PAH has three substrates that it acts upon: dioxygen (O2), phenylalanine, and a "helper" molecule called a cofactor. The specific reaction that PAH catalyzes is to break up dioxygen and put one oxygen atom each onto the phenylalanine and cofactor. In my work, I have looked at the spectroscopy of the "resting" enzyme (without any of its substrates present), as well as the enzyme with phenylalanine, with cofactor, and with both phenylalanine and cofactor present in the active site of the protein structure. All samples are prepared without dioxygen. In the first three states (resting, phenylalanine-bound, and cofactor-bound), the iron(II) has six ligands attached to it. Crystallography, a type of spectroscopy that uses x-rays to determine the structure of a protein, has shown that these six ligands are three amino acids from the protein structure and three water molecules. When both phenylalanine and cofactor are present, however, one of those ligands (probably a water) is removed. This loss of a ligand would open up free space on the iron(II) atom for dioxygen to react with it. In this way, I am starting to understand specifically how this enzyme facilitates its reaction. My work is now focused on looking at the spectroscopy of PAH mutants. A protein is composed of a chain of amino acids, and a mutated protein is one in which a particular amino acid of the protein chain is changed into another amino acid. I am specifically looking at mutations that have been shown to cause phenylketonuria in humans. By comparing the structure and geometry of the iron(II) site in the working enzyme to a disease-causing variant, I will be able to provide insight into the disease mechanism at a molecular level.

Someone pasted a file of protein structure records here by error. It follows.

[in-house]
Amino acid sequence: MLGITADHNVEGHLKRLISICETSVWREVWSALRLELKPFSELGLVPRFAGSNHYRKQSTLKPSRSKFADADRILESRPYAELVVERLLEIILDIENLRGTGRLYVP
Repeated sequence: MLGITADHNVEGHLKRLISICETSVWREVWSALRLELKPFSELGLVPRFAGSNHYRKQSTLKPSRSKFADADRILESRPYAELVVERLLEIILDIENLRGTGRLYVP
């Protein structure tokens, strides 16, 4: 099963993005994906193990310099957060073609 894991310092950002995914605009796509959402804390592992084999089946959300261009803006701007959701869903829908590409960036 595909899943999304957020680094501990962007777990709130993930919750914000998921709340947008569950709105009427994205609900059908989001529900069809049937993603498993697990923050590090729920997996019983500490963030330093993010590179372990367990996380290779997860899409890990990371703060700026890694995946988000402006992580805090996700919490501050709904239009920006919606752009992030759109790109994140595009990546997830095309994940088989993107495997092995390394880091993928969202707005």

BLM has only two substrates: DNA and dioxygen. In experiments similar to those I am doing on PAH, I am looking at the spectroscopy of BLM bound to DNA. DNA is composed of two chains of nucleic acids that pair up to form a double helix. The pairing of two nucleic acids within the helix, one from each strand, is called a "base pair." My experiments involve samples made with full-length DNA isolated from calf thymus glands that are thousands of base pairs long, and also with small, synthesized DNA chains that are 10-40 base pairs long. Like PAH, the resting iron(II) site of the drug has six ligands; although the identities of the ligands have not been conclusively determined, at least five of them come from the drug itself. The spectroscopy of BLM bound to DNA indicates that the DNA changes the iron(II) site and that these changes depend on the specific sequence, and possibly length, of the DNA. I am working on understanding these changes and how they correlate to how BLM cleaves DNA. One possibility is that the binding of BLM to DNA produces an open spot on the iron(II) atom at which dioxygen can react, in a mechanism similar to what I've proposed for PAH. Additionally, in order to understand how the drug structure contributes to its reactivity, I plan to study derivatives of BLM in which the drug has been synthetically altered. This may allow researchers to design more effective chemotherapy drugs.